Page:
“There’s no use in being a gobshite if you don’t show it”.
My old dad was a great man for the sayings, and this one had always particularly tickled me. I do try not to use it too often.
It flashed across my brain one day last week, however, like those red ticker tape words darting over and back across those electronic information signs in railway stations, when I took the train from Rush to nearby Balbriggan.
Only I didn’t.
There I was, alone and majestic in my booth for four, Iarnród Éireann wi-fi on, and off to a business meeting in Balbriggan. Plenty of time for a leisurely thumb and browse through Facebook.
Éanna Brophy, late of the late Sunday Press, had posted a beautifully blithe and lyrical extract from PG Wodehouse’s Summer Lightning, gloriously setting the scene for the latest comic capers at Blandings Castle.
The soft hissing of the train door sliding shut did not immediately register as I liked and commented on Éanna’s marvellous post, and I merely smiled at the serendipitous appearance of a real castle out the window to my left.
Then a trip-switch flipped in my heart and my stomach inhaled in sudden recognition of my predicament and the familiar 3G all-weather pitch set-up between the train and the castle, now looming large, grey and stately at the centre of my train window vista.
That was Balbriggan train station back there, and I was heading north.
The next stop was Gormanston. A station and a place I had never visited. Like many, I had heard of Gormanston College. And that was it.
Alighting on the left side at the station, my first thoughts were framed in puzzlement and confusion. There was no obvious way of getting across to the far side of the tracks to head back to Balbriggan. There was a railway bridge just down from me, but no steps on either side to let me use it to cross over. Curious.
Out the side gate, at the far side of the narrow courtyard, a lone figure in Iarnród Éireann uniform and cap was nailing a fraying information flyer more securely to a wooden notice board.
He accent was Eastern European and he smiled as he told me that, yes, I would have to go out that gate across from him, on to the road, back over the bridge, and the entrance to the far platform was down a little way again. More curious.
It took a while, before finally, I trudged down the ramp and, brushing back the thickening brambles, alighted on to the platform for Dublin.
The display sign told me it was now 9.37, and the next train towards the city was at 9.50. I should just make my 10am appointment.
It struck me was there were no panes in the light grey peeling window frames of the waiting room beside me, and no seats inside. More curious still.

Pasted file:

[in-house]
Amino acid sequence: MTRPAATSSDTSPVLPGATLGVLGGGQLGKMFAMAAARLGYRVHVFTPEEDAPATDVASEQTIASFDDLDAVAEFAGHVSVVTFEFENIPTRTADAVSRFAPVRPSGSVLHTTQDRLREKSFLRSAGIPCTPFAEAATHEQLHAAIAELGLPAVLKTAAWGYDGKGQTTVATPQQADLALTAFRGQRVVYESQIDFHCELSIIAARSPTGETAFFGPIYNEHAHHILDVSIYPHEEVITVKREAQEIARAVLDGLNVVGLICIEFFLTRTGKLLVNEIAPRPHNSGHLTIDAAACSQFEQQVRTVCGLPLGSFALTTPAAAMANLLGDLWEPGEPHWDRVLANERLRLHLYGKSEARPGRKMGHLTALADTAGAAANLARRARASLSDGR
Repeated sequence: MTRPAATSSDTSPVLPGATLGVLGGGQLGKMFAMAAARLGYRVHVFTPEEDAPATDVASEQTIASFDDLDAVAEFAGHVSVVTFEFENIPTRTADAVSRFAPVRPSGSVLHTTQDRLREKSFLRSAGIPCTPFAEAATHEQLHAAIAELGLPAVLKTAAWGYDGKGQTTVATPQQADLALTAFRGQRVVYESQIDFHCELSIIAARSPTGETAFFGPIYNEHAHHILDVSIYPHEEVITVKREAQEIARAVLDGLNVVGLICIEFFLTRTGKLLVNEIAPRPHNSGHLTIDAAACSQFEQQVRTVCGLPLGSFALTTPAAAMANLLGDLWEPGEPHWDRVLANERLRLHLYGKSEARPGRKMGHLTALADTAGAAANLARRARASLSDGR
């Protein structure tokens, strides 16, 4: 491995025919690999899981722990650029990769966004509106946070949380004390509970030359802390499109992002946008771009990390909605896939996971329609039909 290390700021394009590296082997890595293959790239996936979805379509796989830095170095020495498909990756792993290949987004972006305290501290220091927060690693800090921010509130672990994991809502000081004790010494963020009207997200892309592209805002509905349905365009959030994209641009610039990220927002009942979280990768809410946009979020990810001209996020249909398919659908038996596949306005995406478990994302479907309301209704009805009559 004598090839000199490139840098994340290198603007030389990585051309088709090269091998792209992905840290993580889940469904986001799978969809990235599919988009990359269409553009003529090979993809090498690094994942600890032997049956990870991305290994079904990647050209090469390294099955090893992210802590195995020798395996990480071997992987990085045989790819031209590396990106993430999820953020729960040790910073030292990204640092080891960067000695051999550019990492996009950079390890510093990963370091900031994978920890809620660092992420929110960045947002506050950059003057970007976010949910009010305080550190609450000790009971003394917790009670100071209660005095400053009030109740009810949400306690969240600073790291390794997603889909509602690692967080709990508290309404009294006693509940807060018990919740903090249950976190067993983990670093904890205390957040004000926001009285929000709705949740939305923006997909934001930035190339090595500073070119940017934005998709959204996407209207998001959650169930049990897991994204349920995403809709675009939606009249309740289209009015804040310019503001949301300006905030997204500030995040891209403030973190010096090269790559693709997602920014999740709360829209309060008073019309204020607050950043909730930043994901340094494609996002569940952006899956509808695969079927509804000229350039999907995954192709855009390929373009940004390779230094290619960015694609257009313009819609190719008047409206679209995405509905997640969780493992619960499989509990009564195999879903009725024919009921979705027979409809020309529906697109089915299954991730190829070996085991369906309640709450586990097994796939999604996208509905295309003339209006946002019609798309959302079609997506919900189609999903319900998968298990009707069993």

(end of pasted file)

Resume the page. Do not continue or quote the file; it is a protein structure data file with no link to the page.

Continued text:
The vista did not get any better as I slowly took in a train station that time, progress and paint brush seemed to have long abandoned.
Over on the far side, I counted three cars in the grim concreted vastness of the incongruously large car park, in front of the distant red-brick building that must have been the ticket office.
A second traveller had arrived on to the platform and his eyes twinkled behind his rimless glasses as he watched me looking around.
“It’s been a while since they have done anything with it,” he laughed, his feet planted wide in the comfortable ease of one who enjoys conversation and stories.
He had seen me running my fingers along one of the narrow peeling rectangular window frames outside the lonely waiting room.
He had been there himself about two years ago when a kid from the college broke one of the waiting room windows with his elbow. Iarnród Éireann had removed the broken pane and all the others, and they had never been replaced. Even more curious again.
“It was happening all the time,” my guide informed me.
Why were there no steps up to the old stone railway bridge? It was like he was only waiting to be asked this. He eyes were dancing and he was laughing as he told me how the EU had ruled a few years back that the steps were not positioned properly.
“They sent a team over to measure them and everything,” he chortled, his eyes widening at the red-taped absurdity of it all, “and they had to be removed as they did not comply with some regulation or other about these things in Brussels.” Beyond curious.
The building down the way across the tracks was, he confirmed, the ticket office, and yes, the whole set-up with the huge car park that was hardly used and the trek from there to the Dublin side was ridiculous, but, he said finally, shrugging his shoulders and snorting with laughter, “that’s just the way it is!”
The tannoy bleeped the incoming Dublin train, and it was goodbye Gormanston and, hopefully, would soon be hallo Balbriggan.
There was no Facebook this time, just a quick text apologising and excusing my possible late arrival because the Belfast Express had been delayed and had held up the suburban train service for 10 minutes.
I neglected to mention that this had indeed happened, only it was the train going in the opposite direction that had been delayed. I just hoped my man hadn’t been anywhere near Balbriggan station when the north-bound express bulleted through, like summer lightning.
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